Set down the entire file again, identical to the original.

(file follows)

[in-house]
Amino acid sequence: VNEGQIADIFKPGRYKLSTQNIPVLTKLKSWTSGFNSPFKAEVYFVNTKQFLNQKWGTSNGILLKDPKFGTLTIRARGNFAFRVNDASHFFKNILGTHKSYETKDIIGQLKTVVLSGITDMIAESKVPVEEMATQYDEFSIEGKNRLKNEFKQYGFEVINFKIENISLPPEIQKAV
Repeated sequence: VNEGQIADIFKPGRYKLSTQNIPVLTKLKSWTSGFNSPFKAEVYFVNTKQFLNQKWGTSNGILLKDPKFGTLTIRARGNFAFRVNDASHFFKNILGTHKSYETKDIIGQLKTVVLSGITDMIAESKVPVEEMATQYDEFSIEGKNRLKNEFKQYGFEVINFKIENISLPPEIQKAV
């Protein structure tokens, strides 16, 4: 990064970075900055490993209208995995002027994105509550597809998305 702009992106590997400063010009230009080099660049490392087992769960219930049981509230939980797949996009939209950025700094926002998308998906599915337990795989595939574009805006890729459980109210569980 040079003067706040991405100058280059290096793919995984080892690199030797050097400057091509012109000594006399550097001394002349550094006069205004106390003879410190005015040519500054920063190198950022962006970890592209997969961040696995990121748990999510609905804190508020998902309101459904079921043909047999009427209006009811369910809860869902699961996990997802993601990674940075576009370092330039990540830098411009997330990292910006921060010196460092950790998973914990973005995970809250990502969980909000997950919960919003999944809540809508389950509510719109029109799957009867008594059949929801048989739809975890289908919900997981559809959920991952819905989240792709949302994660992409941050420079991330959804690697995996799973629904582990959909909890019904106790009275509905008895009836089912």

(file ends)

[in-house]
Amino acid sequence: VNEGQIADIFKPGRYKLSTQNIPVLTKLKSWTSGFNSPFKAEVYFVNTKQFLNQKWGTSNGILLKDPKFGTLTIRARGNFAFRVNDASHFFKNILGTHKSYETKDIIGQLKTVVLSGITDMIAESKVPVEEMATQYDEFSIEGKNRLKNEFKQYGFEVINFKIENISLPPEIQKAV
Repeated sequence: VNEGQIADIFKPGRYKLSTQNIPVLTKLKSWTSGFNSPFKAEVYFVNTKQFLNQKWGTSNGILLKDPKFGTLTIRARGNFAFRVNDASHFFKNILGTHKSYETKDIIGQLKTVVLSGITDMIAESKVPVEEMATQYDEFSIEGKNRLKNEFKQYGFEVINFKIENISLPPEIQKAV
């Protein structure tokens, strides 16, 4: 990064970075900055490993209208995995002027994105509550597809998305 702009992106590997400063010009230009080099660049490392087992769960219930049981509230939980797949996009939209950025700094926002998308998906599915337990795989595939574009805006890729459980109210569980 040079003067706040991405100058280059290096793919995984080892690199030797050097400057091509012109000594006399550097001394002349550094006069205004106390003879410190005015040519500054920063190198950022962006970890592209997969961040696995990121748990999510609905804190508020998902309101459904079921043909047999009427209006009811369910809860869902699961996990997802993601990674940075576009370092330039990540830098411009997330990292910006921060010196460092950790998973914990973005995970809250990502969980909000997950919960919003999944809540809508389950509510719109029109799957009867008594059949929801048989739809975890289908919900997981559809959920991952819905989240792709949302994660992409941050420079991330959804690697995996799973629904582990959909909890019904106790009275509905008895009836089912």